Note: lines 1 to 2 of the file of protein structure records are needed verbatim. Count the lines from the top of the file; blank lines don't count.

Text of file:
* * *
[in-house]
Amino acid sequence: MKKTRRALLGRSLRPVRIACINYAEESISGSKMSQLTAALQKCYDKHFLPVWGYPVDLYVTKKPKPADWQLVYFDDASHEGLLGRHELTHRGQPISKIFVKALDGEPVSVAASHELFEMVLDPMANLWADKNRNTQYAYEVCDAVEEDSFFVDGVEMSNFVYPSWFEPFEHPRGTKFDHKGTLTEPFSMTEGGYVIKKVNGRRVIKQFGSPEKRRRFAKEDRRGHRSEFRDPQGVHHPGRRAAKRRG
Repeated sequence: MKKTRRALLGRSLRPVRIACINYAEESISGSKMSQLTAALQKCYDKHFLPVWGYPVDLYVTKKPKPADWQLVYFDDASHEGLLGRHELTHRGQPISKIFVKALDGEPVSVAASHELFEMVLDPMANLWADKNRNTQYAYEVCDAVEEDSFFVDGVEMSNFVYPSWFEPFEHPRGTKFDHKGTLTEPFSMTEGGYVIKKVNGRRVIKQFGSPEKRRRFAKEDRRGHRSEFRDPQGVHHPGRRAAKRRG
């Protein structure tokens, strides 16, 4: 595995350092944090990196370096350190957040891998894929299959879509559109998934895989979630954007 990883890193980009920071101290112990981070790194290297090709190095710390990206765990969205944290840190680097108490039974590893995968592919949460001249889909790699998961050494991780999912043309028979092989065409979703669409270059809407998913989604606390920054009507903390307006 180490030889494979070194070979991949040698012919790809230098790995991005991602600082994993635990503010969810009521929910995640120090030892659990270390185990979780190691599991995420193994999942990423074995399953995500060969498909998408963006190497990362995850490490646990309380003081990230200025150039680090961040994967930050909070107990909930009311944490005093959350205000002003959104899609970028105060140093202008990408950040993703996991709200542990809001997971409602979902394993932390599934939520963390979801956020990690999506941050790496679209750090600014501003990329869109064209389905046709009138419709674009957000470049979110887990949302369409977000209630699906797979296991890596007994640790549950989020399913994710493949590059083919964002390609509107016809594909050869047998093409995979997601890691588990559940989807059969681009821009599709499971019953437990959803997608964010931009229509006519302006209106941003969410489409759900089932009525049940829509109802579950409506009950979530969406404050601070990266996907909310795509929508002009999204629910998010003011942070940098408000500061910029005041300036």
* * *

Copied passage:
[in-house]
Amino acid sequence: MKKTRRALLGRSLRPVRIACINYAEESISGSKMSQLTAALQKCYDKHFLPVWGYPVDLYVTKKPKPADWQLVYFDDASHEGLLGRHELTHRGQPISKIFVKALDGEPVSVAASHELFEMVLDPMANLWADKNRNTQYAYEVCDAVEEDSFFVDGVEMSNFVYPSWFEPFEHPRGTKFDHKGTLTEPFSMTEGGYVIKKVNGRRVIKQFGSPEKRRRFAKEDRRGHRSEFRDPQGVHHPGRRAAKRRG